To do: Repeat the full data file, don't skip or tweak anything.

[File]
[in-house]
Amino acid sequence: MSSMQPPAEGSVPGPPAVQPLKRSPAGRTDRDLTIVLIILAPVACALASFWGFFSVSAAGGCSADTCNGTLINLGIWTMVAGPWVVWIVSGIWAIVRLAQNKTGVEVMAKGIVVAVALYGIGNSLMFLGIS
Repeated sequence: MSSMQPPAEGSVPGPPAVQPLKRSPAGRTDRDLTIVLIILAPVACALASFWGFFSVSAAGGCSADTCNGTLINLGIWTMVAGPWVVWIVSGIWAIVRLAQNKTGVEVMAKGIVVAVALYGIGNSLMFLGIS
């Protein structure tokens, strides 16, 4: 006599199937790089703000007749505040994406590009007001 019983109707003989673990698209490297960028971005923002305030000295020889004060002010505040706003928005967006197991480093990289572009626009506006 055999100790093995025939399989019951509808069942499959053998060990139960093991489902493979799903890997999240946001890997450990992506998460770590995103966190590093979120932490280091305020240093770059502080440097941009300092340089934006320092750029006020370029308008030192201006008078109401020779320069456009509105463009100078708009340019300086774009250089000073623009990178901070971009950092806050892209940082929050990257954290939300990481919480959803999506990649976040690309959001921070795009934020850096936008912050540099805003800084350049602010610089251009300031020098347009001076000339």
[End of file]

[in-house]
Amino acid sequence: MSSMQPPAEGSVPGPPAVQPLKRSPAGRTDRDLTIVLIILAPVACALASFWGFFSVSAAGGCSADTCNGTLINLGIWTMVAGPWVVWIVSGIWAIVRLAQNKTGVEVMAKGIVVAVALYGIGNSLMFLGIS
Repeated sequence: MSSMQPPAEGSVPGPPAVQPLKRSPAGRTDRDLTIVLIILAPVACALASFWGFFSVSAAGGCSADTCNGTLINLGIWTMVAGPWVVWIVSGIWAIVRLAQNKTGVEVMAKGIVVAVALYGIGNSLMFLGIS
């Protein structure tokens, strides 16, 4: 006599199937790089703000007749505040994406590009007001 019983109707003989673990698209490297960028971005923002305030000295020889004060002010505040706003928005967006197991480093990289572009626009506006 055999100790093995025939399989019951509808069942499959053998060990139960093991489902493979799903890997999240946001890997450990992506998460770590995103966190590093979120932490280091305020240093770059502080440097941009300092340089934006320092750029006020370029308008030192201006008078109401020779320069456009509105463009100078708009340019300086774009250089000073623009990178901070971009950092806050892209940082929050990257954290939300990481919480959803999506990649976040690309959001921070795009934020850096936008912050540099805003800084350049602010610089251009300031020098347009001076000339």